Icelandic artist Jóhann Jóhannsson has already had a prolific, successful career composing both his own solo works of delicate orchestration and decaying electronic drones, and the acclaimed scores for movies like The Theory Of Everything and Sicario. But this year promises to be his busiest—and most high-profile—yet: Not only was he recently tapped to follow in Vangelis’ estimable footsteps on the Blade Runner sequel for frequent collaborator Denis Villeneuve, the coming months will also see the debuts of his scores for the Villeneuve-directed Arrival, So Yong Kim’s Lovesong, and the Rachel Weisz drama The Mercy. And amid all that, Johansson is releasing his first album in six years, Orphée, on the venerable classical label Deutsch Grammophon.
In this exclusive video premiere for “By The Roes, And By The Hinds Of The Field”—one of Orphée’s more quietly gorgeous tracks—you get a tidy summation of what the album (and Jóhannson) is about. Its simple, somber piano melody is backed by cyclical waves of strings, then nearly drowned out by a sudden cloudburst of distorted radio static, before emerging steadfastly on the other side, echoing what Jóhannsson says is the album’s theme of death and rebirth inspired by the classic myth of Orpheus. It’s beautiful, but also kinda creepy—a feeling reinforced by the video’s images of ghostly, wild animals wandering through an eerily abandoned house.
In an email, Jóhannsson offered The A.V. Club this detailed statement on the video’s biblical origins:
Máni Sigfússon’s beautiful video is based on a concept I originally had, which was to fill an old, decaying mansion outside of Berlin with animals of the Saxonian forest: deer, wolves, foxes, owls, birds of all kinds, as well as biblical animals such as lambs and locusts and such. The animals would then be filmed wandering freely around the mansion using a 16mm camera, with slow zooms and slow tracking shots. Nature, flora and fauna has taken over this once magnificent villa and reclaimed it.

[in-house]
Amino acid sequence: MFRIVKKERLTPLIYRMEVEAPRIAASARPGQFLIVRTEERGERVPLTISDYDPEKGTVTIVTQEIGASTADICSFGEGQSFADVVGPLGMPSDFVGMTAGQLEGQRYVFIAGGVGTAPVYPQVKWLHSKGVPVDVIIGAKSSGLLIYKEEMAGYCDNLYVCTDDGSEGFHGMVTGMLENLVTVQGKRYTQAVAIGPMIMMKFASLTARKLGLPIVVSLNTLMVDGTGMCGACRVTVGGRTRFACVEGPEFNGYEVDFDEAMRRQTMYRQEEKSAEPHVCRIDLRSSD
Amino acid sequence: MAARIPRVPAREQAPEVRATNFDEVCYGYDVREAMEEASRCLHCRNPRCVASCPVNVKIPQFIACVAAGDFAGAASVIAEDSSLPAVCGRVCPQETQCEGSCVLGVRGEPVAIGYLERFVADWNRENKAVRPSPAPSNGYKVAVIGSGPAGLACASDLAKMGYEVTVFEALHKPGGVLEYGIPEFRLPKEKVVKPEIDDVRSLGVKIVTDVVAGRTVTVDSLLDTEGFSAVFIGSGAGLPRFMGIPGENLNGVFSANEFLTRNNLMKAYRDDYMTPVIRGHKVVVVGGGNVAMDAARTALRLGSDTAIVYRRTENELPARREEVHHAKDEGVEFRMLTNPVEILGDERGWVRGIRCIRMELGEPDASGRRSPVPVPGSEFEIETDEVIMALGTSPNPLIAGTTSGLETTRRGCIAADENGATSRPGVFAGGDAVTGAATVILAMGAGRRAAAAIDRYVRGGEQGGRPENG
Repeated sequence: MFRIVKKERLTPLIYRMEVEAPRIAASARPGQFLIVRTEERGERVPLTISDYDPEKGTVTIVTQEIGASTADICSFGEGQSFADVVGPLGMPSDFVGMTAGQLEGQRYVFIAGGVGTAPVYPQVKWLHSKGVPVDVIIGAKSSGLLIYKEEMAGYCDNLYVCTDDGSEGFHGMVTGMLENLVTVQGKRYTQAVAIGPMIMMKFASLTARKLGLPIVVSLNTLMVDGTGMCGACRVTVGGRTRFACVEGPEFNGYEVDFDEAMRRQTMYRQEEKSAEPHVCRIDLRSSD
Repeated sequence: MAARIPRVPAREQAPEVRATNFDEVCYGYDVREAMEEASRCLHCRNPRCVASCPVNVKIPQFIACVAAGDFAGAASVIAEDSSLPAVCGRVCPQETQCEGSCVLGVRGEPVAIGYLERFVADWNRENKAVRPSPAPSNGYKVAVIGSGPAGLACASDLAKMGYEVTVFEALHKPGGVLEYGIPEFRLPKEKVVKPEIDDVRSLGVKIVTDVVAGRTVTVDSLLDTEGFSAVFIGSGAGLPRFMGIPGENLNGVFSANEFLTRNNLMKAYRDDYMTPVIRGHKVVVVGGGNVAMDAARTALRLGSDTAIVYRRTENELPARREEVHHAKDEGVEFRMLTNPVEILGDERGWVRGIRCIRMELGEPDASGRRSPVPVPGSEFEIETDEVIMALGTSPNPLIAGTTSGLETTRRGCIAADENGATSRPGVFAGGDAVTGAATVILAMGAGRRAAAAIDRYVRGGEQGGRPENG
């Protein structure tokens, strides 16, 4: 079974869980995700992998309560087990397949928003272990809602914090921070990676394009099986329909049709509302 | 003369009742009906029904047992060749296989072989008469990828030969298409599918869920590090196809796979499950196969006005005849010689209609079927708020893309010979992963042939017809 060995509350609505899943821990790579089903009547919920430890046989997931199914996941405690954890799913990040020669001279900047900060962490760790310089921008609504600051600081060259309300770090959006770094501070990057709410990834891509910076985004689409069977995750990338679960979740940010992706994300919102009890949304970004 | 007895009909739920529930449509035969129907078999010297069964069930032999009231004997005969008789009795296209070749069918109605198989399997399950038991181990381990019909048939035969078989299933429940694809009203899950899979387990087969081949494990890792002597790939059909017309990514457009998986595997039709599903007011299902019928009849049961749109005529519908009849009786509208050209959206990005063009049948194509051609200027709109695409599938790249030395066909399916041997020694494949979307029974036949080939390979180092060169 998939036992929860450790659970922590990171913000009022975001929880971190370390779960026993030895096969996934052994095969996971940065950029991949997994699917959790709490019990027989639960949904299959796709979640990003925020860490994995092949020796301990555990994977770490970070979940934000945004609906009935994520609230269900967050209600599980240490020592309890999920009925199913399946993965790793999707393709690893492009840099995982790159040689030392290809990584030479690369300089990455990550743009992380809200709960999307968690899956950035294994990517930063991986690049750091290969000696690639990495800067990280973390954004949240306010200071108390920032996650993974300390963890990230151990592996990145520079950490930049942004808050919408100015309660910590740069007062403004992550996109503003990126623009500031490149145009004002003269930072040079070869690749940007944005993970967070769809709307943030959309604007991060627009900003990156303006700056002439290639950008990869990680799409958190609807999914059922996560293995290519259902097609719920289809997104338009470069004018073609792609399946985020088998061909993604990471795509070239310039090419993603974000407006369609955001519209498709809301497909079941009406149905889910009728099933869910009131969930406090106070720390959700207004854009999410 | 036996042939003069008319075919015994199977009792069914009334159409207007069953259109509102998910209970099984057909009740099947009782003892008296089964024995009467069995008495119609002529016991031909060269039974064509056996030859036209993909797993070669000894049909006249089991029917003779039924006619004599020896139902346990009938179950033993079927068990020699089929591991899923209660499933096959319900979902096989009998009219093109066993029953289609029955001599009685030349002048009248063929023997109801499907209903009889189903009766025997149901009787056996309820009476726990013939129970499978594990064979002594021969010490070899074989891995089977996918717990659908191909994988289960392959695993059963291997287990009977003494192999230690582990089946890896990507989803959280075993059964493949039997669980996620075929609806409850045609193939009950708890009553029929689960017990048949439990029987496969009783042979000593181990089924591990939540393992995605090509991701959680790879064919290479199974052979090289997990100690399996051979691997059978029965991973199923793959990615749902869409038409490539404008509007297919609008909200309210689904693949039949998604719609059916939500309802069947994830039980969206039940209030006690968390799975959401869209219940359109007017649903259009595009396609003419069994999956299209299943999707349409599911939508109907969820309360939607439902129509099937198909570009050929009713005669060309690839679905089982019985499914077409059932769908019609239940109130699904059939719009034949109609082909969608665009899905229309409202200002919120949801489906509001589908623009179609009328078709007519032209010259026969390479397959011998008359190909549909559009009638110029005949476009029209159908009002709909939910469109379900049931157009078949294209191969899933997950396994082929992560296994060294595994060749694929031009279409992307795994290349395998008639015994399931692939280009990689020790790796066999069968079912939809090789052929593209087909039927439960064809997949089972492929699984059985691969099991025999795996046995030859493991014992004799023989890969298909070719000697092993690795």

This idea proved far too expensive to produce, so I had the idea of approaching Máni, who is a genius at creating believable and kinetic, but still surreal, mysterious and dark worlds, mostly though highly advanced digital manipulation of still photography and moving images.
The backgrounds in the video were shot as still photographs in the above-mentioned run-down château, a place often rented out for three-day-long parties.
In Iceland, Máni was able to capture on video some of the indigenous Icelandic fauna, reindeer, foxes, minks, cows, horses, and crows. Máni then spent many sleepless days and nights putting these elements together to make it appear as these Nordic subarctic animals had taken over this run-down old Prussian mansion, still filled with the remains of debauched revelries. He then added his own stylistic touches—the dark glow of fading lamps, the jittery flashing lights and the hazy blurring—which adds so much of the atmosphere of the video.
These once majestic and opulent spaces are now inhabited by wild animals, foraging, feeding and roaming about, like they would in their natural habitat. The animals walk through the rooms freely, lie on the mattresses and eat what scraps are left from long-forgotten banquets.
The title, “By The Roes, And By The Hinds Of The Field” is from “The Song of Songs”. Taken as pure literature, it’s my favorite part of the Bible, easily its strangest and most beautiful book. It’s really a pagan erotic poem, like a conversation between two lovers. The title is a plea for the poet’s lover not to be awakened, but to awakened from death or from sleep is left ambiguous. The poem has a certain voluptuousness and the spirit of overflowing, luxurious nature, but also a sense of deep melancholy. This connects it to my album Orphée’s central conceit, which is Orpheus’s eternal search for his dead lover and his divinely sanctioned, but ultimately doomed mission to retrieve her from Hades.
Orphée will be released on Sept. 16.